From Training > Presence Attack Thread
Ki is Extended.
Craig Hocker wrote:
Extended sounds like you are done not doing...
I prefer something that gives the impression that the process is ongoing.
not past tense but a state of being in the this moment NOW.
Another way to phrase this is Ki is already and always extended.
When you normally show beginners unbendable arm, you might use the illusion of having water run through their arms and out their finger tips. This imagery of extending or doing something works well for people who need to get the feeling of ki extension. However this becomes a hindrance when you take the more advanced ki tests.
When someone is extending ki towards you, you should already
be extending ki. You aren't doing
anything special. So to pass an advanced test, you need to do nothing. As Dr. Who would say,"It has to be the right kind of nothing."
This is why Ki Society HQ. (KNK) put an addendum to the basic principle, "Extend Ki." and added,"Ki is Extended." This says you need to be in a certain psychological/physiological state, rather than trying to do something when you're tested. When you say, "Extend Ki" or "Ki is Extending," you're telling the person to "do something" i.e. Extend Ki.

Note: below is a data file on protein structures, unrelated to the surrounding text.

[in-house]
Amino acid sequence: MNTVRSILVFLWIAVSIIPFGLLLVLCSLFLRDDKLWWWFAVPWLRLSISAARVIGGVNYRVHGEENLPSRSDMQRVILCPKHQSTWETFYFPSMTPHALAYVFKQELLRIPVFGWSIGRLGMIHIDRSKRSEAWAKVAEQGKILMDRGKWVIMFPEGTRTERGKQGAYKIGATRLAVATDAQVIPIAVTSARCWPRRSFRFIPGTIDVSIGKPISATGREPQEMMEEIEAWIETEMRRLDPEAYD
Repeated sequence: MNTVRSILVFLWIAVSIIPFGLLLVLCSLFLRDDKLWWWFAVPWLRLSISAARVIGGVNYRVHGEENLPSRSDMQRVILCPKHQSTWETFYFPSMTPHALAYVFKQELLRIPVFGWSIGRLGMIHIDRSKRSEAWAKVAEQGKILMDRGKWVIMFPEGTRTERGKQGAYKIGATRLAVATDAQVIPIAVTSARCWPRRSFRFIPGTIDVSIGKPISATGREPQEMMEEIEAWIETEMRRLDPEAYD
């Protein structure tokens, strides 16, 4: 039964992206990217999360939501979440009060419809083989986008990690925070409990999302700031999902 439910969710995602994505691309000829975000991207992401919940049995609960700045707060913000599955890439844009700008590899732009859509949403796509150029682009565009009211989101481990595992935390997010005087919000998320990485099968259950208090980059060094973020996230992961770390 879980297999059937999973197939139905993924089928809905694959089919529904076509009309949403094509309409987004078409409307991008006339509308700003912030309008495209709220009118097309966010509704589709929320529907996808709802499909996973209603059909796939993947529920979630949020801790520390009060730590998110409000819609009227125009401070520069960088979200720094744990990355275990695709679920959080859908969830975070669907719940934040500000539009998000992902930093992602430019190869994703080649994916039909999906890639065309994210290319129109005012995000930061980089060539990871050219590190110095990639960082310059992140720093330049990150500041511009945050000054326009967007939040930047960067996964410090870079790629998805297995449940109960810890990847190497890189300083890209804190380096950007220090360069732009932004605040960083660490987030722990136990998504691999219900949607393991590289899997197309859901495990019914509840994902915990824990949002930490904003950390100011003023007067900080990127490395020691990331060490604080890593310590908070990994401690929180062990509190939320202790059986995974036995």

If people are alive, they're extending ki. They may be doing a good or bad job of it, but they are extending 24 x 7. The reason they're doing a poor job of it is because they get in the way of themselves. My understanding is that this is a recent concept from KNK. Your ego gets in the way from letting you have the best possible ki extension by telling you to "do something".
If you give an unbendable arm test to someone on both arms, by having a tester on each arm, they usually fail. What happens is the person's mind switches back and forth from one arm to the other, trying to extend ki. However if you tell them to raise their arms, relax and keep one point, they generally pass with no problem. So they don't have to "do" anything to pass the more advanced test.
I just wish I could do all this stuff as easy as I write about it.